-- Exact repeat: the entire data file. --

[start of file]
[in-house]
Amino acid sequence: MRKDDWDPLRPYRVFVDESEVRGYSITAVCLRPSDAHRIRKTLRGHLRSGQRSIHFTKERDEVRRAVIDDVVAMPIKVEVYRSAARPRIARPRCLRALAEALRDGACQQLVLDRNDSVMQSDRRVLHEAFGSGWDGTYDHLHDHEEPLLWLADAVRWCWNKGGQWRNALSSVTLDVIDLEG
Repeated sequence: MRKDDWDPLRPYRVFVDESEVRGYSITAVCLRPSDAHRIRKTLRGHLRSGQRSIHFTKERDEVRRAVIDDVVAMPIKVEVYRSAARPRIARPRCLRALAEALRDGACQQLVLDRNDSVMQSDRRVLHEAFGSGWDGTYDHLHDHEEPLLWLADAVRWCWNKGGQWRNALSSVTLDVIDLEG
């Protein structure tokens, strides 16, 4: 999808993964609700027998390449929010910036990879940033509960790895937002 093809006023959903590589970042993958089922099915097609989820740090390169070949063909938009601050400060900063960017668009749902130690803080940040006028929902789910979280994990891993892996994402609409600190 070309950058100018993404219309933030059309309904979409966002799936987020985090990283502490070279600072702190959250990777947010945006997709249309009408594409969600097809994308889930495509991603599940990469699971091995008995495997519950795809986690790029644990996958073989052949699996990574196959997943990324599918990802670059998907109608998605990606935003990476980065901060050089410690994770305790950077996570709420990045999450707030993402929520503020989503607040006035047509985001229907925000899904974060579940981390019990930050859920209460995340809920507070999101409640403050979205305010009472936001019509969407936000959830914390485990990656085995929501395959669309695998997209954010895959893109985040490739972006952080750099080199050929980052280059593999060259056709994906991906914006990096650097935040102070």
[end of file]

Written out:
[in-house]
Amino acid sequence: MRKDDWDPLRPYRVFVDESEVRGYSITAVCLRPSDAHRIRKTLRGHLRSGQRSIHFTKERDEVRRAVIDDVVAMPIKVEVYRSAARPRIARPRCLRALAEALRDGACQQLVLDRNDSVMQSDRRVLHEAFGSGWDGTYDHLHDHEEPLLWLADAVRWCWNKGGQWRNALSSVTLDVIDLEG
Repeated sequence: MRKDDWDPLRPYRVFVDESEVRGYSITAVCLRPSDAHRIRKTLRGHLRSGQRSIHFTKERDEVRRAVIDDVVAMPIKVEVYRSAARPRIARPRCLRALAEALRDGACQQLVLDRNDSVMQSDRRVLHEAFGSGWDGTYDHLHDHEEPLLWLADAVRWCWNKGGQWRNALSSVTLDVIDLEG
């Protein structure tokens, strides 16, 4: 999808993964609700027998390449929010910036990879940033509960790895937002 093809006023959903590589970042993958089922099915097609989820740090390169070949063909938009601050400060900063960017668009749902130690803080940040006028929902789910979280994990891993892996994402609409600190 070309950058100018993404219309933030059309309904979409966002799936987020985090990283502490070279600072702190959250990777947010945006997709249309009408594409969600097809994308889930495509991603599940990469699971091995008995495997519950795809986690790029644990996958073989052949699996990574196959997943990324599918990802670059998907109608998605990606935003990476980065901060050089410690994770305790950077996570709420990045999450707030993402929520503020989503607040006035047509985001229907925000899904974060579940981390019990930050859920209460995340809920507070999101409640403050979205305010009472936001019509969407936000959830914390485990990656085995929501395959669309695998997209954010895959893109985040490739972006952080750099080199050929980052280059593999060259056709994906991906914006990096650097935040102070």